sensory bins for 1 year olds

The Ultimate List of Sensory Bins For 1 Year Olds (Taste Safe & Choking Hazard Free!)

Let’s face it, as moms we always want to keep our little ones busy and entertained. But beyond the usual go-to activities like puzzles, coloring books and blocks, what else can you do to occupy your one year old’s attention? How about some sensory bins for 1 year olds??

Why not try something new and explore sensory play? Sensory bins are a great way for your toddler to have fun while learning through experience. Not only are they educational but they aren’t too messy or complicated either – perfect for any age group. Plus they give you an excuse to sneak in some quality time with your tyke without having to worry about them reaching for hazardous materials or putting things in their mouth that may not be safe for eating. So if you’re looking for a creative way of engaging while keeping everyone taste-safe and choking hazard free, then look no further than this ultimate list of sensory bins for 1 year olds!

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Sensory Bins For 1 Year Old

Training for Sensory Bin Play

1 year olds LOVE to put things in their mouth, so when starting sensory bin play it’s important to make sure you don’t have anything too small (choking hazard) or not taste safe (example water beads – save these for later!).

A nice way to start sensory bins is to start with water and add scoops and cups. Super simple and you have everything already. You can also put little rubber duckies or other water toys. This gets them used to the sensory bin idea.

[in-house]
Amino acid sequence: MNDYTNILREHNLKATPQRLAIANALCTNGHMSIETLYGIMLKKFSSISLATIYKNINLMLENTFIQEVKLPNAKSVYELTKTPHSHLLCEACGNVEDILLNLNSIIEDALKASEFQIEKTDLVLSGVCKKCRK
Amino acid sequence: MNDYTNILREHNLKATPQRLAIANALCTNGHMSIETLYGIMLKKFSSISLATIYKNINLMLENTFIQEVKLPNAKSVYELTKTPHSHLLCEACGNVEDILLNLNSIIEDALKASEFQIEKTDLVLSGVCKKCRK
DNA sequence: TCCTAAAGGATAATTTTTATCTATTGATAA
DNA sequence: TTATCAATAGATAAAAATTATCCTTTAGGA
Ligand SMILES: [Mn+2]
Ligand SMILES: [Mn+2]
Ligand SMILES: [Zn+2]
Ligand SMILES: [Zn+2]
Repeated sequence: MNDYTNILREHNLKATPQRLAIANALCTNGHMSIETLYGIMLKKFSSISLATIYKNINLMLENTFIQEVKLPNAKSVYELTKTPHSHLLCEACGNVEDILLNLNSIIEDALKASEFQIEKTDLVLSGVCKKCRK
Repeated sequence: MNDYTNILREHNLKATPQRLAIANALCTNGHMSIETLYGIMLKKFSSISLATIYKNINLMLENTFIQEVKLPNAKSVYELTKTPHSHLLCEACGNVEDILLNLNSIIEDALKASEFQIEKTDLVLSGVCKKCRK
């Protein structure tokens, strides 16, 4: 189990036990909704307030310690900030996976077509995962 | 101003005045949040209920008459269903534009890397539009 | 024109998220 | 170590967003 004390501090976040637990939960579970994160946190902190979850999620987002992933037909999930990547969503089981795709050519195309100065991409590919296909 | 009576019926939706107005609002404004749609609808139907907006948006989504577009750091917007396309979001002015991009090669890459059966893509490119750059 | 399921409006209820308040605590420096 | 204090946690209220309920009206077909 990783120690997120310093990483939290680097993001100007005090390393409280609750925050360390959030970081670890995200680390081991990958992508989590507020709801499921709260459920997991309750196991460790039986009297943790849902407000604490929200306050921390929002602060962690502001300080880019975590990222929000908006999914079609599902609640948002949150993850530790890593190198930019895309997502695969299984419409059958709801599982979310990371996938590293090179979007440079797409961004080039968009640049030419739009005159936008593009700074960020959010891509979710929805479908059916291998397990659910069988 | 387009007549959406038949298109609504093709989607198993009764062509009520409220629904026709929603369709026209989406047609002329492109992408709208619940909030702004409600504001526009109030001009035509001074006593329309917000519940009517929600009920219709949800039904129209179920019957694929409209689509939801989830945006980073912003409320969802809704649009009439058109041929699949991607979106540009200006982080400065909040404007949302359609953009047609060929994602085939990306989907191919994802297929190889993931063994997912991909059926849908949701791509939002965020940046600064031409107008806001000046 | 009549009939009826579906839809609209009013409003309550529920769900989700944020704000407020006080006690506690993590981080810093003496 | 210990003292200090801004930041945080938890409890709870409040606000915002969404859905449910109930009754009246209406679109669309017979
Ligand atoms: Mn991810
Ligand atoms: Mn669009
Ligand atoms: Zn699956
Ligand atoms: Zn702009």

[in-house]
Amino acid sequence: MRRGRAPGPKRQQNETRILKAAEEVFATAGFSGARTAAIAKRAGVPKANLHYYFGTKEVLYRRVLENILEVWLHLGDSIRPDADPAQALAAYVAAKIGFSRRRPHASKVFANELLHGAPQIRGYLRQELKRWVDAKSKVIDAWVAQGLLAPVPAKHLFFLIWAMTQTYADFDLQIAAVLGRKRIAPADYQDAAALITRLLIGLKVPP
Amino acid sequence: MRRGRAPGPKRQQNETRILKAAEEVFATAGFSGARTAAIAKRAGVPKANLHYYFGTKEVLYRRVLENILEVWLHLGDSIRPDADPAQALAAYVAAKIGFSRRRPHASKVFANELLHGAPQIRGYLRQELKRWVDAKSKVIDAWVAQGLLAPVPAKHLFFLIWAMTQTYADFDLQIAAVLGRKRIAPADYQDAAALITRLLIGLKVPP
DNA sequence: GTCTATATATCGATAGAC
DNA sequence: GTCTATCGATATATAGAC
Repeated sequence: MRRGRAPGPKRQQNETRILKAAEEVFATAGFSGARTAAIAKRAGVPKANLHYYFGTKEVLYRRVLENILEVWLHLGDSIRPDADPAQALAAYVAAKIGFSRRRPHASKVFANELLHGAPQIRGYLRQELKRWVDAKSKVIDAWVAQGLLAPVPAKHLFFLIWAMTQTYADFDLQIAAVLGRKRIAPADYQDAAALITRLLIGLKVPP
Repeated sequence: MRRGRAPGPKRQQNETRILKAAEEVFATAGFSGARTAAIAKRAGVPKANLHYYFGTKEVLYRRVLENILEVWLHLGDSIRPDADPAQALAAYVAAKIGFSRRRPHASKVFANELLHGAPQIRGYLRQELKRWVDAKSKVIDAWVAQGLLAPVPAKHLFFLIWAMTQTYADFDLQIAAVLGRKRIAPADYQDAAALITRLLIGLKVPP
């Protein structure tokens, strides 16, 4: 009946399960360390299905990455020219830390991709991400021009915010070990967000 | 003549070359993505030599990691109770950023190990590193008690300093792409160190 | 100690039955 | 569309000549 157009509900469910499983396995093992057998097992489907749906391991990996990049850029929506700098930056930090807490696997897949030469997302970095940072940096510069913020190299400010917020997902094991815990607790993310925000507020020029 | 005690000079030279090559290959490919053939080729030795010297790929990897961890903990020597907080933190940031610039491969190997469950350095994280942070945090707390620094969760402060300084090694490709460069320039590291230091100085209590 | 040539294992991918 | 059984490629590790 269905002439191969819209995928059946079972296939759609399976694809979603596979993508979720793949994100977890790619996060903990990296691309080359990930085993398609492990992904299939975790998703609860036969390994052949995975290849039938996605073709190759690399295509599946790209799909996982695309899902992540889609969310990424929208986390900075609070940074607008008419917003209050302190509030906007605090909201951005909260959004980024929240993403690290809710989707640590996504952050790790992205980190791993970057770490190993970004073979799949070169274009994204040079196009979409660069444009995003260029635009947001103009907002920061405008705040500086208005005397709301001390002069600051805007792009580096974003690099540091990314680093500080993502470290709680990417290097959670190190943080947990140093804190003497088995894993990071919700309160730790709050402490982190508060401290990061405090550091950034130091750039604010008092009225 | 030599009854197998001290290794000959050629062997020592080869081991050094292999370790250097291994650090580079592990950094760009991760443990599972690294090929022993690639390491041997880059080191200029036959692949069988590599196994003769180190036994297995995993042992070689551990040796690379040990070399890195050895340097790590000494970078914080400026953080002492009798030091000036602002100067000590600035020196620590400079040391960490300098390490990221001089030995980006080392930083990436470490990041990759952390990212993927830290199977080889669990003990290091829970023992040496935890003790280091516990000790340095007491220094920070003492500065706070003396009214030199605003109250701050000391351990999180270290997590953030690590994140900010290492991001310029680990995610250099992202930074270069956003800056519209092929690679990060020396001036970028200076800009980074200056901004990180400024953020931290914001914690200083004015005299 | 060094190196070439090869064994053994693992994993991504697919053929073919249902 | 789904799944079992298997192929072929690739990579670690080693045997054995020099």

Move on to other items like large blocks or pom poms.

At 12 months, a baby’s attention span won’t be long so don’t be surprised if they only last a few minutes to start. It’s totally normal, and a good reason not to worry too much about elaborate setups at this age.

Nature’s sensory bin

Getting outside and playing in nature is a great way to develop your child’s sense of curiosity! From beach trips in the summer playing in the sand to crinkling leaves in the fall, there’s no shortage of natural sensory bins for your child to enjoy!

The best part about nature’s sensory bin is it’s free!

Sensory Bin Tools for 1 Year Olds

We have a Flisat table from Ikea which we love for our sensory bins. You can also just use containers from the dollar store or Amazon.

As mentioned above you can start with things you already own, but as time goes on you can add tools just for your bins.  These are our favorites for 1 year olds:

Learning Resources Sand & Water Fine Motor Set

Four tools for sand and water play will help kids build fine motor skills while having fun

Includes a squeezy bottle, spinner, wavy dropper, and scooper sized just right for toddlers’ hands

Buy it on Amazon

Montessori Toys for Toddlers

Scoops, tongs and cups and pots made of wood.   If you are avoiding plastic these are a great alternative.

Buy it on Amazon

Play Dough Tools for Kids

45 pieces of various shapes of dough tools: rolling pins, pattern moulds, cutters, stamps, etc.

This large collection can be used for so many different bins and your 1 year old can grow into them.

Buy it on Amazon

Sensory Bin Fillers for 1 Year Olds

Blocks and a Muffin Tin

12 month sensory bin ideas

If your little one is in a “putting things into things” stage then this is a great setup for them to practice their transferring skills with their hands.   You can add small tongs to see if they can try to master them.